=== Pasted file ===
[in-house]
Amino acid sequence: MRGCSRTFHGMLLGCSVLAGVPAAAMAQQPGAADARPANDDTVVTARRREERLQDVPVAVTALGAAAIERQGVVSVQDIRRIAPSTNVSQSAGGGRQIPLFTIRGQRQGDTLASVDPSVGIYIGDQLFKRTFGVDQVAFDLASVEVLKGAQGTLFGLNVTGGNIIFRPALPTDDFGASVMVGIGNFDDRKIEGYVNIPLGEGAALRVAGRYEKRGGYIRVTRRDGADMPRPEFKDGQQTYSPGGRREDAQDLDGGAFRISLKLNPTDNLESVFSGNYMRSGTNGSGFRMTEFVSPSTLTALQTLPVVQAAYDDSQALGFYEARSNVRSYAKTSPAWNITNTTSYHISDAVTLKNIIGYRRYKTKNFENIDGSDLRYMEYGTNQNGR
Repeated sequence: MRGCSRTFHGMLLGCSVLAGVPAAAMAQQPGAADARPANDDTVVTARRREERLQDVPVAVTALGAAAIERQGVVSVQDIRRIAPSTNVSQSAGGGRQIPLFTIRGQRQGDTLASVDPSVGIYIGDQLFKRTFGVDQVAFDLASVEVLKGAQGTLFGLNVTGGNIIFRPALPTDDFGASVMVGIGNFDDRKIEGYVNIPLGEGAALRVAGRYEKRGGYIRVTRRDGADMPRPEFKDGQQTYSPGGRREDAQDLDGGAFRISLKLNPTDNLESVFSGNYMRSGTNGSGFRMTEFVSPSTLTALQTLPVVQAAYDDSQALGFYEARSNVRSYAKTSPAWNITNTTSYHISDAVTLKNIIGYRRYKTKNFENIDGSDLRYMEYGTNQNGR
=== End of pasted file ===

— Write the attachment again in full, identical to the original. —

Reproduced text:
[in-house]
Amino acid sequence: MRGCSRTFHGMLLGCSVLAGVPAAAMAQQPGAADARPANDDTVVTARRREERLQDVPVAVTALGAAAIERQGVVSVQDIRRIAPSTNVSQSAGGGRQIPLFTIRGQRQGDTLASVDPSVGIYIGDQLFKRTFGVDQVAFDLASVEVLKGAQGTLFGLNVTGGNIIFRPALPTDDFGASVMVGIGNFDDRKIEGYVNIPLGEGAALRVAGRYEKRGGYIRVTRRDGADMPRPEFKDGQQTYSPGGRREDAQDLDGGAFRISLKLNPTDNLESVFSGNYMRSGTNGSGFRMTEFVSPSTLTALQTLPVVQAAYDDSQALGFYEARSNVRSYAKTSPAWNITNTTSYHISDAVTLKNIIGYRRYKTKNFENIDGSDLRYMEYGTNQNGR
Repeated sequence: MRGCSRTFHGMLLGCSVLAGVPAAAMAQQPGAADARPANDDTVVTARRREERLQDVPVAVTALGAAAIERQGVVSVQDIRRIAPSTNVSQSAGGGRQIPLFTIRGQRQGDTLASVDPSVGIYIGDQLFKRTFGVDQVAFDLASVEVLKGAQGTLFGLNVTGGNIIFRPALPTDDFGASVMVGIGNFDDRKIEGYVNIPLGEGAALRVAGRYEKRGGYIRVTRRDGADMPRPEFKDGQQTYSPGGRREDAQDLDGGAFRISLKLNPTDNLESVFSGNYMRSGTNGSGFRMTEFVSPSTLTALQTLPVVQAAYDDSQALGFYEARSNVRSYAKTSPAWNITNTTSYHISDAVTLKNIIGYRRYKTKNFENIDGSDLRYMEYGTNQNGR